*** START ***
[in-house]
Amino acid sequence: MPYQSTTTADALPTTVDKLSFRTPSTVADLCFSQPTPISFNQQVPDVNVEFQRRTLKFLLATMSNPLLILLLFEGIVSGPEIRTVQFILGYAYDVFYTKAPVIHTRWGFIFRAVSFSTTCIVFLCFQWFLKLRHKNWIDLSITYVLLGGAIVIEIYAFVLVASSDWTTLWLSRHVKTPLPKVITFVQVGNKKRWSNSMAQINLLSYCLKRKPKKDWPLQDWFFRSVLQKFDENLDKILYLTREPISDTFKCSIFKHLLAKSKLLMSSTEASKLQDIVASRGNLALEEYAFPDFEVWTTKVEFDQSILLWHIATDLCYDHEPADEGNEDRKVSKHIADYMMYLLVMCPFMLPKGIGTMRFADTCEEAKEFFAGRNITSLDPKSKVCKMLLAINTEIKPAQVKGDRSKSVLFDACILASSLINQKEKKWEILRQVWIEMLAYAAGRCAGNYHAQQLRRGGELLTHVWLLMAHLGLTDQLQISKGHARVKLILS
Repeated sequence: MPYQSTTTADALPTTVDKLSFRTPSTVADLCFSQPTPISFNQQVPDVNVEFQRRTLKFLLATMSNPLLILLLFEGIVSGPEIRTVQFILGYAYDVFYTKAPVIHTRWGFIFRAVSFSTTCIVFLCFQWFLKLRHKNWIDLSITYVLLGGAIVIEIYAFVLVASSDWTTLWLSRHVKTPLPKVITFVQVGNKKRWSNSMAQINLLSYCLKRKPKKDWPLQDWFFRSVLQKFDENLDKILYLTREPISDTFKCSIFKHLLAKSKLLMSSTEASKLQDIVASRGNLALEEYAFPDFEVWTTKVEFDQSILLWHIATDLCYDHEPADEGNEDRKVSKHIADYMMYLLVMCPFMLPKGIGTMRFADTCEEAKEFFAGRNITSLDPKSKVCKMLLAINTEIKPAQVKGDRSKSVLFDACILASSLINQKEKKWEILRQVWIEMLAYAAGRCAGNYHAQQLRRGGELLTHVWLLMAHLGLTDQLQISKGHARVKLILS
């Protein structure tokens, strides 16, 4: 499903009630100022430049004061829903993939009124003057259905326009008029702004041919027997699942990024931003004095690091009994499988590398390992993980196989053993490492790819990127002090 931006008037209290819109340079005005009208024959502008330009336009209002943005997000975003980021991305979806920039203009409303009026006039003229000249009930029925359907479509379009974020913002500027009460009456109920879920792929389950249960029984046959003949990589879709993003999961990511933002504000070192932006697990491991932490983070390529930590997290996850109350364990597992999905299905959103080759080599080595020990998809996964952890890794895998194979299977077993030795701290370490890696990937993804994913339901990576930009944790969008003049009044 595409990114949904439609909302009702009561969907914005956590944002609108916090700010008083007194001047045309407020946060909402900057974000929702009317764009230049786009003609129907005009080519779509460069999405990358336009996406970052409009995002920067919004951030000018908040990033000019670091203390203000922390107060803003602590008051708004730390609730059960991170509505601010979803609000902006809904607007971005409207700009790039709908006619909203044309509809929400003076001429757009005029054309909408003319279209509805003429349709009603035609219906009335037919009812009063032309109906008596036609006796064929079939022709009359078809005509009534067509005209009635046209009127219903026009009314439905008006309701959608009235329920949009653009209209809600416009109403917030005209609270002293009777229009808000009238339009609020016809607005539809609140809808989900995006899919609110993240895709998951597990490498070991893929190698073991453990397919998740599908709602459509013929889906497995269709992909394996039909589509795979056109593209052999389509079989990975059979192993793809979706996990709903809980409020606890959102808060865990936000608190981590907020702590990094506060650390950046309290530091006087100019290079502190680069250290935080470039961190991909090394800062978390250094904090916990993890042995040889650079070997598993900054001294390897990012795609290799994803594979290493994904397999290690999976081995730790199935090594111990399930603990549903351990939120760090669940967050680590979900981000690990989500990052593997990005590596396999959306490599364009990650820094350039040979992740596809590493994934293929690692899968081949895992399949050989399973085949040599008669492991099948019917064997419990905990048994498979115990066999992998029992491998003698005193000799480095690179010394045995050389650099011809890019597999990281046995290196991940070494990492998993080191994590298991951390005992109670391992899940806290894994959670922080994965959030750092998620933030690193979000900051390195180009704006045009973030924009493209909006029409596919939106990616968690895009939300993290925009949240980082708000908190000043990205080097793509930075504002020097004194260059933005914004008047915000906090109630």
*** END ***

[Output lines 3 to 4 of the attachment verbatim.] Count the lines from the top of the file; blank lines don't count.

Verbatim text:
Repeated sequence: MPYQSTTTADALPTTVDKLSFRTPSTVADLCFSQPTPISFNQQVPDVNVEFQRRTLKFLLATMSNPLLILLLFEGIVSGPEIRTVQFILGYAYDVFYTKAPVIHTRWGFIFRAVSFSTTCIVFLCFQWFLKLRHKNWIDLSITYVLLGGAIVIEIYAFVLVASSDWTTLWLSRHVKTPLPKVITFVQVGNKKRWSNSMAQINLLSYCLKRKPKKDWPLQDWFFRSVLQKFDENLDKILYLTREPISDTFKCSIFKHLLAKSKLLMSSTEASKLQDIVASRGNLALEEYAFPDFEVWTTKVEFDQSILLWHIATDLCYDHEPADEGNEDRKVSKHIADYMMYLLVMCPFMLPKGIGTMRFADTCEEAKEFFAGRNITSLDPKSKVCKMLLAINTEIKPAQVKGDRSKSVLFDACILASSLINQKEKKWEILRQVWIEMLAYAAGRCAGNYHAQQLRRGGELLTHVWLLMAHLGLTDQLQISKGHARVKLILS
């Protein structure tokens, strides 16, 4: 499903009630100022430049004061829903993939009124003057259905326009008029702004041919027997699942990024931003004095690091009994499988590398390992993980196989053993490492790819990127002090 931006008037209290819109340079005005009208024959502008330009336009209002943005997000975003980021991305979806920039203009409303009026006039003229000249009930029925359907479509379009974020913002500027009460009456109920879920792929389950249960029984046959003949990589879709993003999961990511933002504000070192932006697990491991932490983070390529930590997290996850109350364990597992999905299905959103080759080599080595020990998809996964952890890794895998194979299977077993030795701290370490890696990937993804994913339901990576930009944790969008003049009044 595409990114949904439609909302009702009561969907914005956590944002609108916090700010008083007194001047045309407020946060909402900057974000929702009317764009230049786009003609129907005009080519779509460069999405990358336009996406970052409009995002920067919004951030000018908040990033000019670091203390203000922390107060803003602590008051708004730390609730059960991170509505601010979803609000902006809904607007971005409207700009790039709908006619909203044309509809929400003076001429757009005029054309909408003319279209509805003429349709009603035609219906009335037919009812009063032309109906008596036609006796064929079939022709009359078809005509009534067509005209009635046209009127219903026009009314439905008006309701959608009235329920949009653009209209809600416009109403917030005209609270002293009777229009808000009238339009609020016809607005539809609140809808989900995006899919609110993240895709998951597990490498070991893929190698073991453990397919998740599908709602459509013929889906497995269709992909394996039909589509795979056109593209052999389509079989990975059979192993793809979706996990709903809980409020606890959102808060865990936000608190981590907020702590990094506060650390950046309290530091006087100019290079502190680069250290935080470039961190991909090394800062978390250094904090916990993890042995040889650079070997598993900054001294390897990012795609290799994803594979290493994904397999290690999976081995730790199935090594111990399930603990549903351990939120760090669940967050680590979900981000690990989500990052593997990005590596396999959306490599364009990650820094350039040979992740596809590493994934293929690692899968081949895992399949050989399973085949040599008669492991099948019917064997419990905990048994498979115990066999992998029992491998003698005193000799480095690179010394045995050389650099011809890019597999990281046995290196991940070494990492998993080191994590298991951390005992109670391992899940806290894994959670922080994965959030750092998620933030690193979000900051390195180009704006045009973030924009493209909006029409596919939106990616968690895009939300993290925009949240980082708000908190000043990205080097793509930075504002020097004194260059933005914004008047915000906090109630």